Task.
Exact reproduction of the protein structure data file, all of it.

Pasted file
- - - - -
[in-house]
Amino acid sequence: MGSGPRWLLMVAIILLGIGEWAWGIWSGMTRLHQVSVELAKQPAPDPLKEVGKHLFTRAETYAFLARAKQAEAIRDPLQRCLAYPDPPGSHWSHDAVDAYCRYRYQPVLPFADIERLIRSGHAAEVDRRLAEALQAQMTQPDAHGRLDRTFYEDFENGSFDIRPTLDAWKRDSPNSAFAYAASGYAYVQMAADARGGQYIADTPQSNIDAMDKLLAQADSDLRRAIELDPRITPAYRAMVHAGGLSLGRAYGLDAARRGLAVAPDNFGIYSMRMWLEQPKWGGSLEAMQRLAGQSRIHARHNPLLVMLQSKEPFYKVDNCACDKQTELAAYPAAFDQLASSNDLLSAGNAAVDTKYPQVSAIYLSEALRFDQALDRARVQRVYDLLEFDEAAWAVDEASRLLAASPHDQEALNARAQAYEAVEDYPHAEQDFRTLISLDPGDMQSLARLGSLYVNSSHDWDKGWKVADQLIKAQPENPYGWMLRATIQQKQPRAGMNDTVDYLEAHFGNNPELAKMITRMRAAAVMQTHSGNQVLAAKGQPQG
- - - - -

[in-house]
Amino acid sequence: MGSGPRWLLMVAIILLGIGEWAWGIWSGMTRLHQVSVELAKQPAPDPLKEVGKHLFTRAETYAFLARAKQAEAIRDPLQRCLAYPDPPGSHWSHDAVDAYCRYRYQPVLPFADIERLIRSGHAAEVDRRLAEALQAQMTQPDAHGRLDRTFYEDFENGSFDIRPTLDAWKRDSPNSAFAYAASGYAYVQMAADARGGQYIADTPQSNIDAMDKLLAQADSDLRRAIELDPRITPAYRAMVHAGGLSLGRAYGLDAARRGLAVAPDNFGIYSMRMWLEQPKWGGSLEAMQRLAGQSRIHARHNPLLVMLQSKEPFYKVDNCACDKQTELAAYPAAFDQLASSNDLLSAGNAAVDTKYPQVSAIYLSEALRFDQALDRARVQRVYDLLEFDEAAWAVDEASRLLAASPHDQEALNARAQAYEAVEDYPHAEQDFRTLISLDPGDMQSLARLGSLYVNSSHDWDKGWKVADQLIKAQPENPYGWMLRATIQQKQPRAGMNDTVDYLEAHFGNNPELAKMITRMRAAAVMQTHSGNQVLAAKGQPQG